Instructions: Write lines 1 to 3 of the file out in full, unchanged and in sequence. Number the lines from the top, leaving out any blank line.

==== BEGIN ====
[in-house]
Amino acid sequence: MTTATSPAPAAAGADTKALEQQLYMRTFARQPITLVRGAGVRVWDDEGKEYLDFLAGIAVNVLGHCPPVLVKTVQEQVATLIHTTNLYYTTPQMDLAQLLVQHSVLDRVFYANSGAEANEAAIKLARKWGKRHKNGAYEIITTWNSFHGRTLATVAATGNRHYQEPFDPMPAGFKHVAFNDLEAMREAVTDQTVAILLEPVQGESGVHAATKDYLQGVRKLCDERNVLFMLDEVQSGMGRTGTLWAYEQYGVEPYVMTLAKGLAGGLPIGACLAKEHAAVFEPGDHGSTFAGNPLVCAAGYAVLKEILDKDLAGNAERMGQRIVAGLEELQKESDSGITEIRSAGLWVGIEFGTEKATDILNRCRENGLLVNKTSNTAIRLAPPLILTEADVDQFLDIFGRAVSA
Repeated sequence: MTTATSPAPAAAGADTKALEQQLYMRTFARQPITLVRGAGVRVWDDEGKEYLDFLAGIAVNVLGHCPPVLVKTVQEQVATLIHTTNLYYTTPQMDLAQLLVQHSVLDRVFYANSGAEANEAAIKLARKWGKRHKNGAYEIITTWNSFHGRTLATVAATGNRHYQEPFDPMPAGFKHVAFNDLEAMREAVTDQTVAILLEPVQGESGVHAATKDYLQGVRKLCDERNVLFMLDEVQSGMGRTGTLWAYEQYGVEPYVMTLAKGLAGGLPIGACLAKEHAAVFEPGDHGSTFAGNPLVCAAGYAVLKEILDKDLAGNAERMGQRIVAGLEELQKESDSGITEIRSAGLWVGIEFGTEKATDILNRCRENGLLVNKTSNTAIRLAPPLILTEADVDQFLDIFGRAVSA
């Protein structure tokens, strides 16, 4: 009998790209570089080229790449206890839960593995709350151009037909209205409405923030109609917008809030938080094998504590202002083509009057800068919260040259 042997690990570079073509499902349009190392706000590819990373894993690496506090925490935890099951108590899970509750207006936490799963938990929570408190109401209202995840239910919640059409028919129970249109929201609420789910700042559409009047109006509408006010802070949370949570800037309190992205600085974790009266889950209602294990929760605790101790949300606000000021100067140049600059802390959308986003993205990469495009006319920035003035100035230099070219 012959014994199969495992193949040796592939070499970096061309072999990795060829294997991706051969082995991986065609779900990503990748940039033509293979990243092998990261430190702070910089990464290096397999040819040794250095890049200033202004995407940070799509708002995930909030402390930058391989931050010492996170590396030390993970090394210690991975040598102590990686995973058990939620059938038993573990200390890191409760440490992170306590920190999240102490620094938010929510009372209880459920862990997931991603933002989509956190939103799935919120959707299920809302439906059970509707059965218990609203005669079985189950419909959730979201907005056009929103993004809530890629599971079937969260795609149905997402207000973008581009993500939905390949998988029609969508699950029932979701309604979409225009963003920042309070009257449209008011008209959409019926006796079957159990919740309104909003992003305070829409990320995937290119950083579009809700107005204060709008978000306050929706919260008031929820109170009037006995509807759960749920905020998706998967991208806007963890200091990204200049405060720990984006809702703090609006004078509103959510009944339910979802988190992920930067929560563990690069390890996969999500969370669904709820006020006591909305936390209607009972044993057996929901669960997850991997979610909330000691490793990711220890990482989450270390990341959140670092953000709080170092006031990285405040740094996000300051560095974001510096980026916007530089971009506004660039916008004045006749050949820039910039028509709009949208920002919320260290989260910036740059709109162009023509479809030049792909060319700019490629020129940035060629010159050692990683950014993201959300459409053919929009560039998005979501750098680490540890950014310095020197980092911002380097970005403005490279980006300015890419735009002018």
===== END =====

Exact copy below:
[in-house]
Amino acid sequence: MTTATSPAPAAAGADTKALEQQLYMRTFARQPITLVRGAGVRVWDDEGKEYLDFLAGIAVNVLGHCPPVLVKTVQEQVATLIHTTNLYYTTPQMDLAQLLVQHSVLDRVFYANSGAEANEAAIKLARKWGKRHKNGAYEIITTWNSFHGRTLATVAATGNRHYQEPFDPMPAGFKHVAFNDLEAMREAVTDQTVAILLEPVQGESGVHAATKDYLQGVRKLCDERNVLFMLDEVQSGMGRTGTLWAYEQYGVEPYVMTLAKGLAGGLPIGACLAKEHAAVFEPGDHGSTFAGNPLVCAAGYAVLKEILDKDLAGNAERMGQRIVAGLEELQKESDSGITEIRSAGLWVGIEFGTEKATDILNRCRENGLLVNKTSNTAIRLAPPLILTEADVDQFLDIFGRAVSA
Repeated sequence: MTTATSPAPAAAGADTKALEQQLYMRTFARQPITLVRGAGVRVWDDEGKEYLDFLAGIAVNVLGHCPPVLVKTVQEQVATLIHTTNLYYTTPQMDLAQLLVQHSVLDRVFYANSGAEANEAAIKLARKWGKRHKNGAYEIITTWNSFHGRTLATVAATGNRHYQEPFDPMPAGFKHVAFNDLEAMREAVTDQTVAILLEPVQGESGVHAATKDYLQGVRKLCDERNVLFMLDEVQSGMGRTGTLWAYEQYGVEPYVMTLAKGLAGGLPIGACLAKEHAAVFEPGDHGSTFAGNPLVCAAGYAVLKEILDKDLAGNAERMGQRIVAGLEELQKESDSGITEIRSAGLWVGIEFGTEKATDILNRCRENGLLVNKTSNTAIRLAPPLILTEADVDQFLDIFGRAVSA